Henry Jock Walker is an artist who almost effortlessly puts joy back into the art of painting. With a primary focus on process, Walker incorporates performance, the readymade, machines, surfing and collaboration. In many instances, it is not the final outcome that is important, but the process by which the image is created. And in embracing such a range of activity, with a reliance on chance, Walker is able to bring fun into painting. Through this play, Walker raises questions about the public persona, the way we interact with art and what it means to work as part of a team or group. Always up for an experiment, Walker joined a masterclass in 2017 which came to have a huge impact on his practice and exhibition at Fonatelle later that year.
Run by the Mill, the Choreographic Futures masterclass, saw Canadian choreographer Ame Henderson work with a group of eight artists to explore their practice through movement. The participants came from a range of backgrounds including drawing, dance, painting and choreography. Over the course of a week Henderson led the group through a range of exercises and experiments . Many exercises took the form of an instruction: to use a piece of paper to record movement, to create something new in 5 minutes or to tell the story of how you got there by using only your leg. Described by Walker as provocations, each one tested a different aspect of practice. A combination of short exercises, longer times spent in reflection, working together to bounce of each other and focusing solo on your own practice. In particular, Walker was struck by the freedom and the generosity, not only of Henderson as a facilitator but also the other participants. There is a freedom to following small instructions with no pressure to be perfect. And something about working amongst a group of people who so readily embrace new ideas and processes.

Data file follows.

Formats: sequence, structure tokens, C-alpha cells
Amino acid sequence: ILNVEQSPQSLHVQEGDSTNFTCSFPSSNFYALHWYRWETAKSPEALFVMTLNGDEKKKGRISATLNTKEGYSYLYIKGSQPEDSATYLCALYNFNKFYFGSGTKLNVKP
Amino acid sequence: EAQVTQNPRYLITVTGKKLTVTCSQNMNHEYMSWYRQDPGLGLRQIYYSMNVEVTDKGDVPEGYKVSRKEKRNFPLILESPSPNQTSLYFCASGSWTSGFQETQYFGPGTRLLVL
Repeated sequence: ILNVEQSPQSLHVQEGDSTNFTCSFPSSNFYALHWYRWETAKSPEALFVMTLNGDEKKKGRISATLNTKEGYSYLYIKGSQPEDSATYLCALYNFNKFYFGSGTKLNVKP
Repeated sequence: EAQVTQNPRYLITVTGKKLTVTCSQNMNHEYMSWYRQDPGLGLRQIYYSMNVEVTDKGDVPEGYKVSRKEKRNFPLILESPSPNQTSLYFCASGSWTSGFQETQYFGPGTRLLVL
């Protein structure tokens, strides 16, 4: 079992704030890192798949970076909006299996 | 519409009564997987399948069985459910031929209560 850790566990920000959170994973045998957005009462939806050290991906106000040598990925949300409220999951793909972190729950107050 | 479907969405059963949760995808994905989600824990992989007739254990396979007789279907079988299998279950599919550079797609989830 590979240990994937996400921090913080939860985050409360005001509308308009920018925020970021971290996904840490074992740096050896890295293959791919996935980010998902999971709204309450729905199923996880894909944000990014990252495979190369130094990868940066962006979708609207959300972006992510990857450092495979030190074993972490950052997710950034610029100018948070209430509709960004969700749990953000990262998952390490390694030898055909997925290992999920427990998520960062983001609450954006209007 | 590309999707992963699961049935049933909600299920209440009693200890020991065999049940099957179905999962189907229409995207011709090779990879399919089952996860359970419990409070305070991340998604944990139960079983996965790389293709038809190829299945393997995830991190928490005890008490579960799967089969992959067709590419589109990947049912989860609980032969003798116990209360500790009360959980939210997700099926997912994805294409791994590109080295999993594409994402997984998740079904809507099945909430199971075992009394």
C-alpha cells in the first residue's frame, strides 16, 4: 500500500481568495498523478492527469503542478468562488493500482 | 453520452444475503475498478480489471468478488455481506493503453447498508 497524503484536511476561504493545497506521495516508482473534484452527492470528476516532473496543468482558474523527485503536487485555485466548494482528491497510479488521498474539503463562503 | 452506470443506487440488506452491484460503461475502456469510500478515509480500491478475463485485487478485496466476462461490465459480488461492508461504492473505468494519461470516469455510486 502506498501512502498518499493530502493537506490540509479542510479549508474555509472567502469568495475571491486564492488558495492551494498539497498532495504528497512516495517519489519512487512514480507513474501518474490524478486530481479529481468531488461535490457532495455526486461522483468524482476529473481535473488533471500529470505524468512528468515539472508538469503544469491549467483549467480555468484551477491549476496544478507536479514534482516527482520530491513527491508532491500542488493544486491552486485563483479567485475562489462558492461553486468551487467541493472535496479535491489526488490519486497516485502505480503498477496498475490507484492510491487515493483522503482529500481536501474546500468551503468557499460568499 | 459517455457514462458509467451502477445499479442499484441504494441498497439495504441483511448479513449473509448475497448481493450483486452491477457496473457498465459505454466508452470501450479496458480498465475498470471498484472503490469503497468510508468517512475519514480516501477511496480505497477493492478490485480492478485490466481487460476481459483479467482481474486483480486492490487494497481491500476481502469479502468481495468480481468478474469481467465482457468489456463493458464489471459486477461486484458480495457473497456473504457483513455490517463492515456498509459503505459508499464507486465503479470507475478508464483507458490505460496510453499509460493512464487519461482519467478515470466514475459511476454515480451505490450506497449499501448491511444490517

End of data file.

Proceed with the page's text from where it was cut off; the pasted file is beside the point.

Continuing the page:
Inspired by his time at Choreographic Futures, Walker took this process of provocation and utilised it as part of his exhibition at Fontanelle Gallery, Hardcore since ’64. Partly inspired by a need to clear out his studio, the exhibition was focused around three week blocks, marked by a period of rehearsal followed by an opening and later a closing party. Walker worked with a group of over 50 friends to carry out simple instructions that saw the contents of his studio emptied into the gallery space, rearranged and rebuilt. These instructions were not just given by Walker, but all participants were able to join in and take charge. Over the course of the exhibition the installation changed and grew, with participants themselves taking on the role of provocateur.
In his practice Walker is gradually expanding to include wider and wider circles in his participatory work. In 2013 he took his work on the road as he circumnavigated Australia with his project Henry’s Mobile Studio (HMS) which saw him engage with artists and communities through his travels. His work The expanding paddock of agricultural expressionism (2016) expanded this group of participants yet again, this time bringing in the whole town of Burra. In 2018 Walker was awarded a residency at Saubier House in Noarlunga. He has taken this opportunity to combine his two loves: surfing and art. He has converted the gallery into a surf shop, encouraging the local surf community, an audience who do not typically engage with the gallery in to feel at home, share their own unique knowledge and met the special guests Walker has invited to participate.
The outcome could be many things, but again, this is not the important part. More important for his practice Walker has extended the conversation around painting and art to include a wider community. He has taken the process and learning from his time with Henderson, and applied it to a new space. And again, Walker has been able to create a temporary community, brought together through art and experimentation. These bonds will be ongoing, and a whole new audience has been introduced to the dynamic and colourful world of Henry Jock Walker and his frenetic painting practice.